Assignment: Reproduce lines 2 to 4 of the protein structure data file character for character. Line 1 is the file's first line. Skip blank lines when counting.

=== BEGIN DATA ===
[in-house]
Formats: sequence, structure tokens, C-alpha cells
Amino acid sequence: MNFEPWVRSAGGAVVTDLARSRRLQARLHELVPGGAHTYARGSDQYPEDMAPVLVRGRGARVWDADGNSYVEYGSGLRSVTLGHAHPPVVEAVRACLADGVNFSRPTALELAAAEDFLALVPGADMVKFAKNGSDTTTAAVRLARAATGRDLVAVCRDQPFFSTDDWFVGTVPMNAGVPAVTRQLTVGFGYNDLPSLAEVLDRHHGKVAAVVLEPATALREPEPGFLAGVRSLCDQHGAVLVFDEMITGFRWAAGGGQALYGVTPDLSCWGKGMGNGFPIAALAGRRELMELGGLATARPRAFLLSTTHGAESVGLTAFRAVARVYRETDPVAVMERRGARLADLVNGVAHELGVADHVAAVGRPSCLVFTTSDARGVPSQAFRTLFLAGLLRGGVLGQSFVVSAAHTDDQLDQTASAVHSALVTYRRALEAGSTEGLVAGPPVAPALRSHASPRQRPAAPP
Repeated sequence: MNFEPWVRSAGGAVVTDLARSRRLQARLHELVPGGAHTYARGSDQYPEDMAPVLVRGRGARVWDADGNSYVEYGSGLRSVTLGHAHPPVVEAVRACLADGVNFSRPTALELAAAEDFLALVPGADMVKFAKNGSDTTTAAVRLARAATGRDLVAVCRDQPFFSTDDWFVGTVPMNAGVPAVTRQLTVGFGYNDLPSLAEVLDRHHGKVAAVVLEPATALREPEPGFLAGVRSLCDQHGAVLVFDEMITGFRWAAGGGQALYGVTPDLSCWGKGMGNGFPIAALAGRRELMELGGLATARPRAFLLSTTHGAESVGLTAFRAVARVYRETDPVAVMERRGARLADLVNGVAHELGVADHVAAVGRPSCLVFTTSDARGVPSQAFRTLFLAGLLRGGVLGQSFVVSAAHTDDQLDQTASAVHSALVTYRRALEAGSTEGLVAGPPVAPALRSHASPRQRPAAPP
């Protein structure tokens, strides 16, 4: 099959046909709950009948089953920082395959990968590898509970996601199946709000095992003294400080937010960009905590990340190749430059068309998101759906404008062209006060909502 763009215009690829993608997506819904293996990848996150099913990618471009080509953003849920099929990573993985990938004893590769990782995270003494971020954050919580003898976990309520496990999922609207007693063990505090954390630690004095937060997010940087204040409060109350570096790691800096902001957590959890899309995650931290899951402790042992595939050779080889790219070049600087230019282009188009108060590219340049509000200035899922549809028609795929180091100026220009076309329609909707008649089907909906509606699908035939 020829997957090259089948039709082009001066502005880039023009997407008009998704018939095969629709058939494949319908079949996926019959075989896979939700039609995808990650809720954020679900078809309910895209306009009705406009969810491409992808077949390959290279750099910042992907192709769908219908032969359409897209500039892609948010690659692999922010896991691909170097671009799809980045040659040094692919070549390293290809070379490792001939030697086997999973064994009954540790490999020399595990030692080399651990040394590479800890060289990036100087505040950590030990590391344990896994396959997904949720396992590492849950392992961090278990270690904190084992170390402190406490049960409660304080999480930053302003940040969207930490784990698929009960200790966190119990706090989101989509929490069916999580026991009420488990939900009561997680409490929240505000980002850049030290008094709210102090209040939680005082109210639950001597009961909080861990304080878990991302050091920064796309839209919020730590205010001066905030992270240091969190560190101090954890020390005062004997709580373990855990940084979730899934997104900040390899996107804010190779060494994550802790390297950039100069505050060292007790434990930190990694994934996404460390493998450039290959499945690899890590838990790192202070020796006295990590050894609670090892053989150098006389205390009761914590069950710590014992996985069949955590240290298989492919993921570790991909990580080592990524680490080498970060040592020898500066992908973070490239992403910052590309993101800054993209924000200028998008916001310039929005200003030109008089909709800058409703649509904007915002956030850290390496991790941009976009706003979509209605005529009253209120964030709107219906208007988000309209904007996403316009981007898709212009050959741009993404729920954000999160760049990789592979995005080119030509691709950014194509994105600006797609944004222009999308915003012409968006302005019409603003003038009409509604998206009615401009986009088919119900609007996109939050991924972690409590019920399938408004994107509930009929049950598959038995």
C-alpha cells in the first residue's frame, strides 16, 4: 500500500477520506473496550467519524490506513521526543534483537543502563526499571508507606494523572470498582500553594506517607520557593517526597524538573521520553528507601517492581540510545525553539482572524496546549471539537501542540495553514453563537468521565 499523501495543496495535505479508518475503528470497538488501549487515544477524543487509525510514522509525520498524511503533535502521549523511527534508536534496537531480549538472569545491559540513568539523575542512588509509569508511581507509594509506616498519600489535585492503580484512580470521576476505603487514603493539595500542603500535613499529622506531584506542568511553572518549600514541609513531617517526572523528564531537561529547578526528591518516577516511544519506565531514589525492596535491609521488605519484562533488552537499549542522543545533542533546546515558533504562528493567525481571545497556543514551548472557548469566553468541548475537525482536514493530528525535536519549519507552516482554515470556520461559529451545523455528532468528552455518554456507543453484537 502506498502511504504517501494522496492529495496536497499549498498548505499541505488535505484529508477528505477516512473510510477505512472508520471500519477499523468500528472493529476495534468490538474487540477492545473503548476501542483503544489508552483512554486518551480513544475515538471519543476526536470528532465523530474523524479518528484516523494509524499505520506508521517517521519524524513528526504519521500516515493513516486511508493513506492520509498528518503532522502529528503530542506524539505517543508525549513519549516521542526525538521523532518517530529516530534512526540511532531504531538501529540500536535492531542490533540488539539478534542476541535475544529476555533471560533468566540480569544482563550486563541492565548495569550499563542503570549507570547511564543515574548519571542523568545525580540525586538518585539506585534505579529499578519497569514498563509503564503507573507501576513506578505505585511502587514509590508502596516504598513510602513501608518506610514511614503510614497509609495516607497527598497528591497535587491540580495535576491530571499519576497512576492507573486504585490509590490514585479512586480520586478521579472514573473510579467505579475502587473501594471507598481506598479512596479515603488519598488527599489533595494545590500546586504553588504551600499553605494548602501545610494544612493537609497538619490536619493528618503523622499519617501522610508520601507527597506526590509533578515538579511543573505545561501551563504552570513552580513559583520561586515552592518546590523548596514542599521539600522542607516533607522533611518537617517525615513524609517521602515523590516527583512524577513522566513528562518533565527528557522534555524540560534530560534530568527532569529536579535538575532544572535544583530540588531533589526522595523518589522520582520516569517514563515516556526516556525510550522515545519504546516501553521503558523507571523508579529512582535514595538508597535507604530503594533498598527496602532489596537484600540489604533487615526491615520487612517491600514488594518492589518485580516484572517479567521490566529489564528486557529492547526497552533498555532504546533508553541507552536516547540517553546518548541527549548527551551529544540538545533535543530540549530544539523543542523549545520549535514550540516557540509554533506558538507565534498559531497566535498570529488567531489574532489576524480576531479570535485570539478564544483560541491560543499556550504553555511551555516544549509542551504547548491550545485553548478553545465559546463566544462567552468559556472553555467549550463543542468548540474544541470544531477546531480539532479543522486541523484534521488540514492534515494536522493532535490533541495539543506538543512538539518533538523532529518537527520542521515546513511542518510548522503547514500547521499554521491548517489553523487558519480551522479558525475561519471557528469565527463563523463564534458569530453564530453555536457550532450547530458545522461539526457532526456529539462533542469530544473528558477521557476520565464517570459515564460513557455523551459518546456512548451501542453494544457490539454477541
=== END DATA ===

Formats: sequence, structure tokens, C-alpha cells
Amino acid sequence: MNFEPWVRSAGGAVVTDLARSRRLQARLHELVPGGAHTYARGSDQYPEDMAPVLVRGRGARVWDADGNSYVEYGSGLRSVTLGHAHPPVVEAVRACLADGVNFSRPTALELAAAEDFLALVPGADMVKFAKNGSDTTTAAVRLARAATGRDLVAVCRDQPFFSTDDWFVGTVPMNAGVPAVTRQLTVGFGYNDLPSLAEVLDRHHGKVAAVVLEPATALREPEPGFLAGVRSLCDQHGAVLVFDEMITGFRWAAGGGQALYGVTPDLSCWGKGMGNGFPIAALAGRRELMELGGLATARPRAFLLSTTHGAESVGLTAFRAVARVYRETDPVAVMERRGARLADLVNGVAHELGVADHVAAVGRPSCLVFTTSDARGVPSQAFRTLFLAGLLRGGVLGQSFVVSAAHTDDQLDQTASAVHSALVTYRRALEAGSTEGLVAGPPVAPALRSHASPRQRPAAPP
Repeated sequence: MNFEPWVRSAGGAVVTDLARSRRLQARLHELVPGGAHTYARGSDQYPEDMAPVLVRGRGARVWDADGNSYVEYGSGLRSVTLGHAHPPVVEAVRACLADGVNFSRPTALELAAAEDFLALVPGADMVKFAKNGSDTTTAAVRLARAATGRDLVAVCRDQPFFSTDDWFVGTVPMNAGVPAVTRQLTVGFGYNDLPSLAEVLDRHHGKVAAVVLEPATALREPEPGFLAGVRSLCDQHGAVLVFDEMITGFRWAAGGGQALYGVTPDLSCWGKGMGNGFPIAALAGRRELMELGGLATARPRAFLLSTTHGAESVGLTAFRAVARVYRETDPVAVMERRGARLADLVNGVAHELGVADHVAAVGRPSCLVFTTSDARGVPSQAFRTLFLAGLLRGGVLGQSFVVSAAHTDDQLDQTASAVHSALVTYRRALEAGSTEGLVAGPPVAPALRSHASPRQRPAAPP